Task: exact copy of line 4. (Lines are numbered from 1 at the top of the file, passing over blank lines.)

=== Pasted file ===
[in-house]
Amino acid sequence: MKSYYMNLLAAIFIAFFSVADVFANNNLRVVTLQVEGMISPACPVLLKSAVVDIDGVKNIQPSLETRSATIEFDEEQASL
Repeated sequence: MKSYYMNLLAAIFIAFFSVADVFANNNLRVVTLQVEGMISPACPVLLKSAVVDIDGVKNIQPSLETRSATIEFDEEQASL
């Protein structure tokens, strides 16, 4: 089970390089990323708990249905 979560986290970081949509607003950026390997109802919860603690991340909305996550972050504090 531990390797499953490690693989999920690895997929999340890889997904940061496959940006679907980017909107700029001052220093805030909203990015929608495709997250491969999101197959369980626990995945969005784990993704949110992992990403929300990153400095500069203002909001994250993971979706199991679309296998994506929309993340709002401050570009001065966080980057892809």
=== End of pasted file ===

């Protein structure tokens, strides 16, 4: 089970390089990323708990249905 979560986290970081949509607003950026390997109802919860603690991340909305996550972050504090 531990390797499953490690693989999920690895997929999340890889997904940061496959940006679907980017909107700029001052220093805030909203990015929608495709997250491969999101197959369980626990995945969005784990993704949110992992990403929300990153400095500069203002909001994250993971979706199991679309296998994506929309993340709002401050570009001065966080980057892809």